This is one of those classic cases of me being completely susceptible to marketing. There had been a poster advertising the paperback edition of this book at my train station. So, every morning on my way to work, I saw this book cover. I also saw the quote that described it as 1984 for our times or whatever. Well, it clearly worked because I had a huge urge to read this book. I didn’t really know much about it. But when it popped up in Amazon as a recommendation I had been conditioned enough to click on it. And it sounded great. I mean it took the Wall from Game of Thrones and added it to the modern world. I’m normally wary of dystopian novels because they tend to just be the same as each other. Nobody has written an original dystopian novel in years. I know there are plenty of people out there who will disagree but I haven’t been excited by one for ages.
The Wall introduces us to a world after the Change. Sea levels have risen and many people from around the world have found themselves without homes. Many are sailing around the world trying to find salvation. Britain has built a wall around itself to prevent anyone else getting in. The Wall is staffed by young people who have to get through 2 years service before they are allowed to get on with their lives. Everyone must go to the wall for their own term where they have to prevent the Others from getting into the country. This means young people learning how to kill and spending 12-hour shifts watching for the enemy. Our narrator, Joseph Kavanagh, has just started his stint on the Wall when the novel opens. We follow him through his time as a Defender and the experience the fear, anger, and stress that comes with it. Safe in the knowledge that any mistake could lead to his death, Kavanagh dreams of life after he’s done. But first, he has to get through the next 24 months.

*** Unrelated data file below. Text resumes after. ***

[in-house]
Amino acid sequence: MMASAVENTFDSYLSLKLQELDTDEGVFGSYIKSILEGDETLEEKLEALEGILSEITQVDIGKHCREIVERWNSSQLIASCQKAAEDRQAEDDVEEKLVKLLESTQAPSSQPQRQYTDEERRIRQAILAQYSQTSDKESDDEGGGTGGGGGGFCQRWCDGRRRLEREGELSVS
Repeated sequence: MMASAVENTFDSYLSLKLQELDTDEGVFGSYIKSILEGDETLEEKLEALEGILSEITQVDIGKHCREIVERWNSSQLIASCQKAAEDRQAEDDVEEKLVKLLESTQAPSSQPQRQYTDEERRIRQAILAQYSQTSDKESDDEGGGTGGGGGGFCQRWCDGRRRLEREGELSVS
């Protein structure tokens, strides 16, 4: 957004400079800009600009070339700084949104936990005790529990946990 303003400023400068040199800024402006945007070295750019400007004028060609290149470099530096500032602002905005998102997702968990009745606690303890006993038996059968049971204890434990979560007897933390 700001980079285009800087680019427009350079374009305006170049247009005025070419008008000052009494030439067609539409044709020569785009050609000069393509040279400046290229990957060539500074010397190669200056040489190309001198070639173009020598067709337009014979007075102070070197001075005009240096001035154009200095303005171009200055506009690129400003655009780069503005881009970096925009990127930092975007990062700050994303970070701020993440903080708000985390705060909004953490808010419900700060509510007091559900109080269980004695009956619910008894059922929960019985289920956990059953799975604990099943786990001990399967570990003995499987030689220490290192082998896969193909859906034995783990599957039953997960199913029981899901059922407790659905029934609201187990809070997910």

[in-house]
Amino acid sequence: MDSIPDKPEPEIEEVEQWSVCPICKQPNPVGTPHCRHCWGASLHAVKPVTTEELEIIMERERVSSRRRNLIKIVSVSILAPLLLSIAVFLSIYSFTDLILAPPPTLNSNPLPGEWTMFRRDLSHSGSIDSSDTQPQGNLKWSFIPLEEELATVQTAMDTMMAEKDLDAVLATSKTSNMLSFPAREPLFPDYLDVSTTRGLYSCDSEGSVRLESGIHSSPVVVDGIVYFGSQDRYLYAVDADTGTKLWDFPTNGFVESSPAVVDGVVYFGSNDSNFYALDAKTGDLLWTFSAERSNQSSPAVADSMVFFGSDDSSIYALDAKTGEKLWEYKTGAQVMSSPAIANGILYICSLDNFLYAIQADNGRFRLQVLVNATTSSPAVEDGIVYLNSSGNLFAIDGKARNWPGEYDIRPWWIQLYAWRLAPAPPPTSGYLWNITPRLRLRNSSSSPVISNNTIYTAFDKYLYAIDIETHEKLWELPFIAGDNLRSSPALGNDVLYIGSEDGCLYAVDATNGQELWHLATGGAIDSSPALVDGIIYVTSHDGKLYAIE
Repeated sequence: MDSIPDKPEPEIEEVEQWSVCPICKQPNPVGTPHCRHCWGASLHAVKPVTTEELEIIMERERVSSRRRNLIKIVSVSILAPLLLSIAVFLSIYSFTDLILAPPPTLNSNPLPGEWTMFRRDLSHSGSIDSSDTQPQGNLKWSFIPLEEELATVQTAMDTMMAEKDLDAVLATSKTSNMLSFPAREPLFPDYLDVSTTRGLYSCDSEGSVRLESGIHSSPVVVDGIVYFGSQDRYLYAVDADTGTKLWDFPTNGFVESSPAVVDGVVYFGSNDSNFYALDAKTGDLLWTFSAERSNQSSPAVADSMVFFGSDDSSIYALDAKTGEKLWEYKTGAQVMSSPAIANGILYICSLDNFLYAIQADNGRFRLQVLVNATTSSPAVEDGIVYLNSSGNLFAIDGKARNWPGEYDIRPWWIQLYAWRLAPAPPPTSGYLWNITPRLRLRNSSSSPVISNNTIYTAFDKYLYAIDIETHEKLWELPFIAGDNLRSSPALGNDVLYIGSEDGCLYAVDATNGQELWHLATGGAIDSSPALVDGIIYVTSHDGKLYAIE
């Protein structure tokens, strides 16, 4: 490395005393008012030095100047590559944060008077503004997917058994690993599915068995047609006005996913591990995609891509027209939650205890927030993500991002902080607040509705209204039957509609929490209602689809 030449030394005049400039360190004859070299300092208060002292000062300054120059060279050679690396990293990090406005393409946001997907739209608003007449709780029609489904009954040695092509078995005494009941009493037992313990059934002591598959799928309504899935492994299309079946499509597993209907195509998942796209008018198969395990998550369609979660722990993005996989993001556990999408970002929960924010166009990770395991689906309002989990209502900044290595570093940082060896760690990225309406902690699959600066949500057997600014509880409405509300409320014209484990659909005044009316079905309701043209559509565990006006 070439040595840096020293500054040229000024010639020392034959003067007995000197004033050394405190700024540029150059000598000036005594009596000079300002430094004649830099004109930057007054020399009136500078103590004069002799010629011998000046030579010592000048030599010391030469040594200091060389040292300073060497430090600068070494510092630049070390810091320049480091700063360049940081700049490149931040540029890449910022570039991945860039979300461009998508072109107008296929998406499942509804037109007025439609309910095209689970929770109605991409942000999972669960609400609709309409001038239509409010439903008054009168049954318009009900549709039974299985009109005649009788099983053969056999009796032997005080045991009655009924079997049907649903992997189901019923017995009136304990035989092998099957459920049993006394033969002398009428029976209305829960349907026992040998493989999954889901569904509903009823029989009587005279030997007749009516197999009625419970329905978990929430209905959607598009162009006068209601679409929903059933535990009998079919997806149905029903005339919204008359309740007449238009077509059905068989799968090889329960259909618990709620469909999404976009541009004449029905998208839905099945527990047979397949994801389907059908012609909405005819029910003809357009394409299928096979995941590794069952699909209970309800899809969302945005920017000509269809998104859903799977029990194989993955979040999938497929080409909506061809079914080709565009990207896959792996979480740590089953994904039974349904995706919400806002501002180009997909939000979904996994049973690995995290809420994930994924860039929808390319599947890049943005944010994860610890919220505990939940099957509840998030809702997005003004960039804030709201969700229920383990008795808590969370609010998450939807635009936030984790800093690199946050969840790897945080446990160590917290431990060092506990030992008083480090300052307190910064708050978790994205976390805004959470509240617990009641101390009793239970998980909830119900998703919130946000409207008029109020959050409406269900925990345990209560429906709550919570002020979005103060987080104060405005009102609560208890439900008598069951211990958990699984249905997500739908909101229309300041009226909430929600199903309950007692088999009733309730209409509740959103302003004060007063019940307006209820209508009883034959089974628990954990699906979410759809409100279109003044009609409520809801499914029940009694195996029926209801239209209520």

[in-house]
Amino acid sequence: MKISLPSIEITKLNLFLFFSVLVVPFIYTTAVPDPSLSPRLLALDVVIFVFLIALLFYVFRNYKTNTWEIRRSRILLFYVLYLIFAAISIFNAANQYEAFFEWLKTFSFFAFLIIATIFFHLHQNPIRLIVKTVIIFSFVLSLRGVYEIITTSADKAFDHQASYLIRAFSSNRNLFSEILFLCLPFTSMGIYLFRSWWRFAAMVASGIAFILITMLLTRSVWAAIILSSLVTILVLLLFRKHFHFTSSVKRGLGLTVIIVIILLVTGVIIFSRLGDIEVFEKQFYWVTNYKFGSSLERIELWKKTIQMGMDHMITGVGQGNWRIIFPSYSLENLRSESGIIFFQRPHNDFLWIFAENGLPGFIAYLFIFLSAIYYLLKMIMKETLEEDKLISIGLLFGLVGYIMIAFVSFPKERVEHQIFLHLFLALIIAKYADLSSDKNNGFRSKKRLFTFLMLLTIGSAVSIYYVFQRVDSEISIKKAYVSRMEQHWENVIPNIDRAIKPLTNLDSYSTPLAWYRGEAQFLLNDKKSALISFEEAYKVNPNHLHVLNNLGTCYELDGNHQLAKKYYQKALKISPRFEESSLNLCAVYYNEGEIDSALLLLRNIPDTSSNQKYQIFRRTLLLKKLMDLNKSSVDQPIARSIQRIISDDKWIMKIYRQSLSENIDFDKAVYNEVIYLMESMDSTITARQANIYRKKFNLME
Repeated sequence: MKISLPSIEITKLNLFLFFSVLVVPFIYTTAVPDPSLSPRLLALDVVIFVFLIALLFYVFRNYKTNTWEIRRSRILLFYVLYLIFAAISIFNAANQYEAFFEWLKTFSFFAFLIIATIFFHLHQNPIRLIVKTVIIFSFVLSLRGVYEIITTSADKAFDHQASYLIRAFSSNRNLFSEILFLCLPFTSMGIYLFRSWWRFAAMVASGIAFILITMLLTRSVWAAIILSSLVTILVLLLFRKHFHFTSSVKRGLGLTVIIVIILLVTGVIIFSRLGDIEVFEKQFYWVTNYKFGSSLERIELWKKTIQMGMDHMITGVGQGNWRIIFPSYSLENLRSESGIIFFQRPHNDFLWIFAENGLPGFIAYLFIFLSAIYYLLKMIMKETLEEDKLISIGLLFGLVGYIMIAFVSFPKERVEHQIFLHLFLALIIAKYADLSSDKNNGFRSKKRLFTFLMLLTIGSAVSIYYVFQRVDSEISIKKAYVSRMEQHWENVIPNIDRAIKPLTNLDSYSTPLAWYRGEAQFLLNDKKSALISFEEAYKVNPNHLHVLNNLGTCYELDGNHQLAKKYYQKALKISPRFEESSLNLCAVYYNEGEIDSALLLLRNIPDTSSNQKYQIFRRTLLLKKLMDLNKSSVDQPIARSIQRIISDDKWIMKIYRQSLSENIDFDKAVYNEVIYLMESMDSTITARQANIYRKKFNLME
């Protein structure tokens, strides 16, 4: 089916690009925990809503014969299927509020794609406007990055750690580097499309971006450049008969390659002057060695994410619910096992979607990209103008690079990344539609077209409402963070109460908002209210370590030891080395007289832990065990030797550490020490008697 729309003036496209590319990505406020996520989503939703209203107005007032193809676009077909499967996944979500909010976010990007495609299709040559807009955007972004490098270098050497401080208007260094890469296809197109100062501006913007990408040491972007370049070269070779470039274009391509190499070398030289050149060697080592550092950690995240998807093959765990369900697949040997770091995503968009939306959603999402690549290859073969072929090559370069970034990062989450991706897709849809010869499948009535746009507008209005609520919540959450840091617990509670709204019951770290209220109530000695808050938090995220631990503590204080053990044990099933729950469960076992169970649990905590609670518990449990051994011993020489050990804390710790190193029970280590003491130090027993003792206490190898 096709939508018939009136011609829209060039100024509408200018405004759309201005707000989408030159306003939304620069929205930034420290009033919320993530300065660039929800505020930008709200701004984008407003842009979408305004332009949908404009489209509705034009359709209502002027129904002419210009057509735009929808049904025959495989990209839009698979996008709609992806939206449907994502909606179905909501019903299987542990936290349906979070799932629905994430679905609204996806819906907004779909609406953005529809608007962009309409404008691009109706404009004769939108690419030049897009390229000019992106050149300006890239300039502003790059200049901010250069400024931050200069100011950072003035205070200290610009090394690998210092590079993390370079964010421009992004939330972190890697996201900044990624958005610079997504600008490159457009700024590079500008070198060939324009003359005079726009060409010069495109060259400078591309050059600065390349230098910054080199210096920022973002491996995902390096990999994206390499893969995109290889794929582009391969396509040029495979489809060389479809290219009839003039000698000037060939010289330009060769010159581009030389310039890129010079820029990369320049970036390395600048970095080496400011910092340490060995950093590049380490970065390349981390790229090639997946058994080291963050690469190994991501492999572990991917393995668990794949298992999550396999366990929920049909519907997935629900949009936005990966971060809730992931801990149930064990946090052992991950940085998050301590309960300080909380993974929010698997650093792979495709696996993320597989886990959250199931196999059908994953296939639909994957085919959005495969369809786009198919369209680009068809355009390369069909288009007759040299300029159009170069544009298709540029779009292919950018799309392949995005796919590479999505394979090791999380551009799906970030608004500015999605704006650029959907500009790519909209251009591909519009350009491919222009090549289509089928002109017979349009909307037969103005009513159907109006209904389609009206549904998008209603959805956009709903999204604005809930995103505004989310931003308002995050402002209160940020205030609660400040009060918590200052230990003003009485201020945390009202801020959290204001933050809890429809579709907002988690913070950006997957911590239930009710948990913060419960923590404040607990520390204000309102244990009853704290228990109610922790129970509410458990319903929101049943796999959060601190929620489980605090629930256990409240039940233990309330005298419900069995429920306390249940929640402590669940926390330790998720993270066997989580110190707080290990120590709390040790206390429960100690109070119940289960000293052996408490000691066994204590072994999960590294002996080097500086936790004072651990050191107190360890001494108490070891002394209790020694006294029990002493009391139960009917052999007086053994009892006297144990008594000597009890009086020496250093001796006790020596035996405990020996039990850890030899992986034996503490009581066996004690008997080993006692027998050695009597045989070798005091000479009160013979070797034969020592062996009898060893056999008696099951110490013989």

The Others are desperate people from other nations who want to make a life here. They will do anything to get over the wall and many have died facing them. Society is so afraid of this happening that any breach is harshly punished. All the survivors are put on trial and anyone deemed responsible will be sent out to sea. Depending on the number of people who made it over the wall, the remaining company could all end up being banished from the island and left to fend for themselves in open water. Leaving them to the threat of pirates, Others, and Guards who work for the British government. Your best hope is that you never experience an attack or that you die pretty quickly. It’s a pretty grim existence.
The Wall brings together so many issues that are facing modern society. It deals with the aftermath of global warming, xenophobia, Brexit, the divide between generations, and the great class divide. Lanchester is saying, in a not very subtle way, that everything is bad. The problem is, there are so many things to complain about that nothing is ever explored. We learn something about the world of the book but it’s hardly fleshed out. I wanted to know more about the world beyond the world. I wanted to know more about civilian life. But Lanchester isn’t concerned about world-building. He explores certain themes but never takes them very far. There is a lot of potential with the idea that Kavanagh and his generation can’t stand being around their parents because they blame them for the Change. Yet, we meet his parents once and they are discussed twice more. It’s such a shame that the dystopian plot takes over instead.
If I’m honest, I’d have loved this novel if it had just followed Kavanagh’s life on the Wall. If Lanchester had decided to show what the world was like and the wider consequences for people. Instead, it keeps trying to amp up the drama and the narrative away in other directions. It just all gets a bit messy and further complicates things. Lanchester was trying to make a point about the direction that the world is going in but his story just raises more questions. And this all happens as he ignores some interesting topics. Like the question of children. The world is so fucked that very few young people want to have children. They know that they will be bringing children into a terrible world and condemning them to their own stint on the Wall. However, anyone who is willing to breed gets perks and is allowed to leave the Wall before their 2 years is up. The Wall needs people and that means babies. But that means the guilt of bringing a new life into a horrible society. It’s a great thread that never really goes anywhere.
I enjoyed the first third or so of this novel. It had so much potential and I was excited to see Lanchester’s arguments play out. It was clear that he had a point to make and the concept was a great way of doing it. However, it soon became clear that all of the intelligent arguments were being shoved aside by ridiculous fearmongering that played on hyperbole. It just lost all credibility and I stopped caring. It suddenly goes all Hollywood. I can imagine Gerard Butler being in a film version of the final third of the novel. That’s how bad it is. It’s such a shame. I can’t work out why this was on the Booker Prize longlist.
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